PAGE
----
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In New Prison Memoir, “Disabled Vegan” Rails Unabashedly Against Injustice

Jan Smitowicz

Before he was incarcerated, Jan Smitowicz believed he’d “end up in prison someday because of my radical earth and animal liberation politics,” he tells us in his memoir, Rebel Hell: Disabled Vegan Goes to Prison. “I just figured it’d be for a truly worthwhile crime. Like freeing caged mink at a fur farm … But here I am, stuck with this vile shitsack-stupid reality. I made my choices. Now I must deal with the fallout.” 

The choice that landed Smitowicz behind bars for two years involved trying to transport 53 pounds of marijuana from California to New York. It was a choice informed by “disability and financial desperation that made me feel I had little choice, and it was a great opportunity to escape being unhirable and broke,” he said during a recent conversation. Smitowicz didn’t reach his destination. Instead, he was routed into The System, where, at first, he feared being disconnected from his values. 

“They turn you into one conglomerate mass by stripping away your identity,” he said, they being the people who run The System.

He didn’t lose his identity, after all. Instead, Smitowicz drew inspiration from who he is.

“Prison is a … microcosm of the world at large, in a million different ways,” he said. 

In the minimum-security facility at which he did most of his time, Smitowicz said, most people, nonviolent drug offenders, primarily, “didn’t give a shit about social issues.” 

“I think long prison sentences lend themselves to, and sort of facilitate, the establishment of political awareness and a consciousness of social issues,” he said. “Short timers,” on the other hand, don’t have “years and years and years to sit around and think about things.” 

The reality is that each and every one of us, in what he calls the “free world” and behind bars, does. And Smitowicz has thought at great length about the suffering of our species and others.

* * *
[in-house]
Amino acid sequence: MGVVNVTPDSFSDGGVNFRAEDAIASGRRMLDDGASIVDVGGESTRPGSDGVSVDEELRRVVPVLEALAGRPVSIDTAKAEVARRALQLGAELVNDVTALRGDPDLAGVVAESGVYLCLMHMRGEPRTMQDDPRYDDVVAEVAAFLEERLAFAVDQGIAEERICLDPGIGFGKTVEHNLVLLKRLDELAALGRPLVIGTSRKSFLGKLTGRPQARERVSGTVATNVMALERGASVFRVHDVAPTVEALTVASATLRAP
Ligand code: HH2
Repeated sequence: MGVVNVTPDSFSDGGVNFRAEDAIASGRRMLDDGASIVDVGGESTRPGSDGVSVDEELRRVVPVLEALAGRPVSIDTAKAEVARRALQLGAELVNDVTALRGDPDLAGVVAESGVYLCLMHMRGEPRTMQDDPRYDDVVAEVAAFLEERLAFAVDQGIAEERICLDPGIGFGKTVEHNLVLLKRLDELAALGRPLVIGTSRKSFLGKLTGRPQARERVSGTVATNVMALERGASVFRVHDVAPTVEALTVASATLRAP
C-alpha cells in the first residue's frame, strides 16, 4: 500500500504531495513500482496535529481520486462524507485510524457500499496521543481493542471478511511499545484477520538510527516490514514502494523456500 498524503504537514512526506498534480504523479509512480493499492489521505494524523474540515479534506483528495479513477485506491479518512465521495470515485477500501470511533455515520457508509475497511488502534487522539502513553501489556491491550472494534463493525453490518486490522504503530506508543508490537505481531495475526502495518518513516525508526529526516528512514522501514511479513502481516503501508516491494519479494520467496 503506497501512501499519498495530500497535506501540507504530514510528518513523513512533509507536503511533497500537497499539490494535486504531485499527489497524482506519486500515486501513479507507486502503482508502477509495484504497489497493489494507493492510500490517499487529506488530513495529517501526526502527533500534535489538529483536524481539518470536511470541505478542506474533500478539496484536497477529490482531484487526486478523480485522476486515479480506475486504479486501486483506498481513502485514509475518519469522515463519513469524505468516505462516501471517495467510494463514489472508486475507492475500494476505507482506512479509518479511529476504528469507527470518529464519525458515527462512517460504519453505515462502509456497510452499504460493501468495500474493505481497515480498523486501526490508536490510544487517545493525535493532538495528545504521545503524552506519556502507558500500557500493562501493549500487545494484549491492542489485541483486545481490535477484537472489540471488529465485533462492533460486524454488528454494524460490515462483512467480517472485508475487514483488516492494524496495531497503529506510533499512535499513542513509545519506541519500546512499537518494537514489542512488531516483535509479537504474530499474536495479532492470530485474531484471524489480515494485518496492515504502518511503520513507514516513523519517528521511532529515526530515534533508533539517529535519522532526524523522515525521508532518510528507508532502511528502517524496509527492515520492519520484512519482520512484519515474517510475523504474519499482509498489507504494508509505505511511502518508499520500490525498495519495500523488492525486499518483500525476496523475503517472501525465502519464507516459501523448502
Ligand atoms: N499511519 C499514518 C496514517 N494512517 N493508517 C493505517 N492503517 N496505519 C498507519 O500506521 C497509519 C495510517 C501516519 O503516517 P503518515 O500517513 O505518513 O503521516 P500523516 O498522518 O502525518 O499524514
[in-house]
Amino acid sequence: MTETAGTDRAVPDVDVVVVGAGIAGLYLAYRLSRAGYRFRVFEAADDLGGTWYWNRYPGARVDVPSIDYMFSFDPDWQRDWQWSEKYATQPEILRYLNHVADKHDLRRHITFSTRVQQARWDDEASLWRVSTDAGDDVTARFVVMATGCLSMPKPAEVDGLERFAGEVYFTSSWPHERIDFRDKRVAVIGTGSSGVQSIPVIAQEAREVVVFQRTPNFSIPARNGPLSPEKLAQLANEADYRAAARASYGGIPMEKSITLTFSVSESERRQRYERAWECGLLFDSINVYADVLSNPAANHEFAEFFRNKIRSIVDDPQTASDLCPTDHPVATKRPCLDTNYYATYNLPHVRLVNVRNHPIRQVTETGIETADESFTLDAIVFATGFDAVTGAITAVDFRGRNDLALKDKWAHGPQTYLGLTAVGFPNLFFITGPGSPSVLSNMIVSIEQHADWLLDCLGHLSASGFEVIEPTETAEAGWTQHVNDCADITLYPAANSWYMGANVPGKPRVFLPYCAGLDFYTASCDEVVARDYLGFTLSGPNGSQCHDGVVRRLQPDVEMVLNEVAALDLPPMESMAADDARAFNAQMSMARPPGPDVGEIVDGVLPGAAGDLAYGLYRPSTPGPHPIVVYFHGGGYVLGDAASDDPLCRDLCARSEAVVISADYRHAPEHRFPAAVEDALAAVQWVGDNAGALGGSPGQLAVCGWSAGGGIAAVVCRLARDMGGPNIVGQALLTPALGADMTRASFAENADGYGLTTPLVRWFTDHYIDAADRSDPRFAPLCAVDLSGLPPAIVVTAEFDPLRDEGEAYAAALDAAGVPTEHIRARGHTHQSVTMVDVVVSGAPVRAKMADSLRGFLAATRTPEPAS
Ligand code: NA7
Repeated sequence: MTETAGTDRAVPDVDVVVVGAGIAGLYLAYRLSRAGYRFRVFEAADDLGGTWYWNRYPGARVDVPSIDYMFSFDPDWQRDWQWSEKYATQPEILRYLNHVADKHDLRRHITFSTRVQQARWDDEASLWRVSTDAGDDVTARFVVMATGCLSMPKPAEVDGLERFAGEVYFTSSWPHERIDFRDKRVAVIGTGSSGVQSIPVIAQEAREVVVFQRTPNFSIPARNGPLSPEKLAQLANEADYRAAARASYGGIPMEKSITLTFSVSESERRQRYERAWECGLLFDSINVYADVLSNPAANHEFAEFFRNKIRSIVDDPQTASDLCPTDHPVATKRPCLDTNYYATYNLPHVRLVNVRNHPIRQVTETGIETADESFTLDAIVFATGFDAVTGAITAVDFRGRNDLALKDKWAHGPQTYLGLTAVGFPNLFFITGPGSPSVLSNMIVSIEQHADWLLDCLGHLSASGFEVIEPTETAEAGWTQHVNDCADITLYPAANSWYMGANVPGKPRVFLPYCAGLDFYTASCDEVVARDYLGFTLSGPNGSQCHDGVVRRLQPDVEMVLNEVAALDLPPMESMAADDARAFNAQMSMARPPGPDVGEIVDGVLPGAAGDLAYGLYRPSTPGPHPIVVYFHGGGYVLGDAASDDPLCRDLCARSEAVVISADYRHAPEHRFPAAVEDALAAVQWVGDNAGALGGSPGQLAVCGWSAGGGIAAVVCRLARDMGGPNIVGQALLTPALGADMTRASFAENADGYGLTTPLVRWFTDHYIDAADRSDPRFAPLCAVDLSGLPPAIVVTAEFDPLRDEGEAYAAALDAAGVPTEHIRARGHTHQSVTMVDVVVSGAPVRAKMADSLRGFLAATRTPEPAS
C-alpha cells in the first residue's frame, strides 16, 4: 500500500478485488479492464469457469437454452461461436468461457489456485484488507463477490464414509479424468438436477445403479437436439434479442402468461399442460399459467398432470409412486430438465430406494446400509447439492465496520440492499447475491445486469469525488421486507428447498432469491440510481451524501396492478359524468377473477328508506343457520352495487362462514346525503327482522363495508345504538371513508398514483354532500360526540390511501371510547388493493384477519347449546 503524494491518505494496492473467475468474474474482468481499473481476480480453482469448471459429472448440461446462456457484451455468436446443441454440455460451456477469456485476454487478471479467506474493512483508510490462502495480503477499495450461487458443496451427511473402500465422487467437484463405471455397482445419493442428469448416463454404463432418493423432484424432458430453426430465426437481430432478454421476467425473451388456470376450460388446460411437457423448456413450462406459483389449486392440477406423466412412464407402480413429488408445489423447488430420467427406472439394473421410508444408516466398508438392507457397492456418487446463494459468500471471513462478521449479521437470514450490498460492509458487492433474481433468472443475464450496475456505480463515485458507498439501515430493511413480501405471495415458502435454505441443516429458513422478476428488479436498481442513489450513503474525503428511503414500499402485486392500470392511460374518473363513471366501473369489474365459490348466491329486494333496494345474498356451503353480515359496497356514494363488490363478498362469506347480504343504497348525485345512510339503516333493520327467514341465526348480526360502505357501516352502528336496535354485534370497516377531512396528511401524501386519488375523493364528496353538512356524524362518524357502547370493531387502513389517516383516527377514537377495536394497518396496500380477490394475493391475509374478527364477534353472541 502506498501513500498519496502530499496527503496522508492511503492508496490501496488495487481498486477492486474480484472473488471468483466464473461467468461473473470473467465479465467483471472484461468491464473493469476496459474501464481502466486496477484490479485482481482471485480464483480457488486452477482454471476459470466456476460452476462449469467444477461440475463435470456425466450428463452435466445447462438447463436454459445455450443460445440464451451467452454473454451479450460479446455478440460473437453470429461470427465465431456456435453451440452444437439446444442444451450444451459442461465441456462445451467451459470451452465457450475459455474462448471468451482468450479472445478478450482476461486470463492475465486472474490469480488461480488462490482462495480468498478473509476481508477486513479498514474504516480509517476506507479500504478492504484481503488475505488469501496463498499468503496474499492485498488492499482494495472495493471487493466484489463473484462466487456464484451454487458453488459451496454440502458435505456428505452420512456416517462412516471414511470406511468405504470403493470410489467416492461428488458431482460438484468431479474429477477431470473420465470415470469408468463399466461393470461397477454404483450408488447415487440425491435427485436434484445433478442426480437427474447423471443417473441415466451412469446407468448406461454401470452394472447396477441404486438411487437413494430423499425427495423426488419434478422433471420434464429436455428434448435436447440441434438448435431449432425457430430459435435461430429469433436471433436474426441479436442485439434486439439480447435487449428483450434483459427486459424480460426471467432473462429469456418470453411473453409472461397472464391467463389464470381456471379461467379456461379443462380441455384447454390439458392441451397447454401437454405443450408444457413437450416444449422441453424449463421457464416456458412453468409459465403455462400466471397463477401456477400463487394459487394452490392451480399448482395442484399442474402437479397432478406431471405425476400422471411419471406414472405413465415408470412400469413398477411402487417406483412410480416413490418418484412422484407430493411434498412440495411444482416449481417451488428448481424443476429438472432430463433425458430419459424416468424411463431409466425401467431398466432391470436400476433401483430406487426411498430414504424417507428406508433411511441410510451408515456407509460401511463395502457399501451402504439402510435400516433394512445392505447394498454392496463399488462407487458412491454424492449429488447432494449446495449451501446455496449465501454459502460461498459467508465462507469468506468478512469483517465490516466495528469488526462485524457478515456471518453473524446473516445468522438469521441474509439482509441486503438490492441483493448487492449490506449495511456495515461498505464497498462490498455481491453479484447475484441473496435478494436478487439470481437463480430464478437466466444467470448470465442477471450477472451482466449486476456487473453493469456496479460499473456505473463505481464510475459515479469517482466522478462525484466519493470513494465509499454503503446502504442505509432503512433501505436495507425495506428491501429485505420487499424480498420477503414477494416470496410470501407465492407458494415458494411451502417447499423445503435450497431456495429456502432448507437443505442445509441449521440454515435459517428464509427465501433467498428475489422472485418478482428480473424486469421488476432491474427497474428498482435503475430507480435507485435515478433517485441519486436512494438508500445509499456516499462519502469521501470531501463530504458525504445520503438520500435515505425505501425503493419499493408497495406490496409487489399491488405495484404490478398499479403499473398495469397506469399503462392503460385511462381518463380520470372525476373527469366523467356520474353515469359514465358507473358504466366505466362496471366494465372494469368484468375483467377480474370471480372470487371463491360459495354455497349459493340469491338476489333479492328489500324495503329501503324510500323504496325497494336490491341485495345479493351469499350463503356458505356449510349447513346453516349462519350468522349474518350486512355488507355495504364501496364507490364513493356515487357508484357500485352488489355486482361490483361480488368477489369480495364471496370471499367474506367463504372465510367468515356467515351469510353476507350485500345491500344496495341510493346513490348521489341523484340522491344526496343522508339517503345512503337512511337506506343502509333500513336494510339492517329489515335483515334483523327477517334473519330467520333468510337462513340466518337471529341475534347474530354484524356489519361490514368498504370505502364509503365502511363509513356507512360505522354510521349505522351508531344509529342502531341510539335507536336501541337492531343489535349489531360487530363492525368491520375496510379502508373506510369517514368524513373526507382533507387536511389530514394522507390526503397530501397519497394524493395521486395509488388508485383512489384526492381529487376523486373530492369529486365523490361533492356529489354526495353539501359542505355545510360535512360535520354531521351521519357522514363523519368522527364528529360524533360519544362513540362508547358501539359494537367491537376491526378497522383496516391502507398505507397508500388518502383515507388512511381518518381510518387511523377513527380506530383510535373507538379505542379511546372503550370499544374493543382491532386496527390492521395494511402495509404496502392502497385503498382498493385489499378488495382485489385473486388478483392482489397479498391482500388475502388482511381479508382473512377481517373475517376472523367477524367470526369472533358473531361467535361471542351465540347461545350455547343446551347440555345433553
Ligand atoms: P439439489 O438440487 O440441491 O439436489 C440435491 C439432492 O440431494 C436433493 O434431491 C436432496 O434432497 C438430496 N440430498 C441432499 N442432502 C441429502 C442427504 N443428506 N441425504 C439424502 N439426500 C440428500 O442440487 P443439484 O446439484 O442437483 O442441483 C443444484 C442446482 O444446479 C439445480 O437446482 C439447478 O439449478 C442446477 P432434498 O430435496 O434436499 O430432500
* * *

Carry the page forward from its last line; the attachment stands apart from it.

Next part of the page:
Not surprisingly, he lost 20 pounds during his first month in prison — at county jail and at Stateville Correctional Center — surviving on “white bread, small amounts of fruits and vegetables, and sometimes a bit of beans or plain noodles.” When he arrived at Jacksonville Correctional Center, where he served the majority of his sentence, he had access to a commissary from which he purchased rice, beans, and noodles to cook in his cell. 

Surviving, wherever he was locked up, was the key. A longtime vegan and animal liberationist, and a champion of human and environmental rights, Smitowicz has a lot to say about our society. Inside, he “led by example,” whereas on the outside, he said, “I’m much more likely to go out of my way to bring it up and engage people in discussing animals, animal rights, and animals as property. 

“Being disabled,” he said, talking about his severely injured knees and the debilitating chronic pain he endures, along with depression and anxiety, which can be equally crippling, “I had to protect myself. I can’t advocate for animals or do anything for them if I’m dead. Anything that makes your time harder hardens you. And if I’d tried to openly advocate and confront people about carnism it would’ve just made my life a living hell. And I don’t know if I would’ve been able to survive it. So, at some point there is an element of survival where you have to say, OK, I’m vegan, everybody knows it, but that’s for the most part as far as it should go, here, now, in these circumstances, with being who I am, with my disability and everything, depression and all that.

“I talked to everyone who expressed any kind of remote interest in reasoning or asked me questions, or people who I knew would be receptive. I talked about it all the time with people like that,” he said. “I always talked to people if they asked me about it, I just didn’t bring it up and talk about it if they weren’t interested. I just led by example.”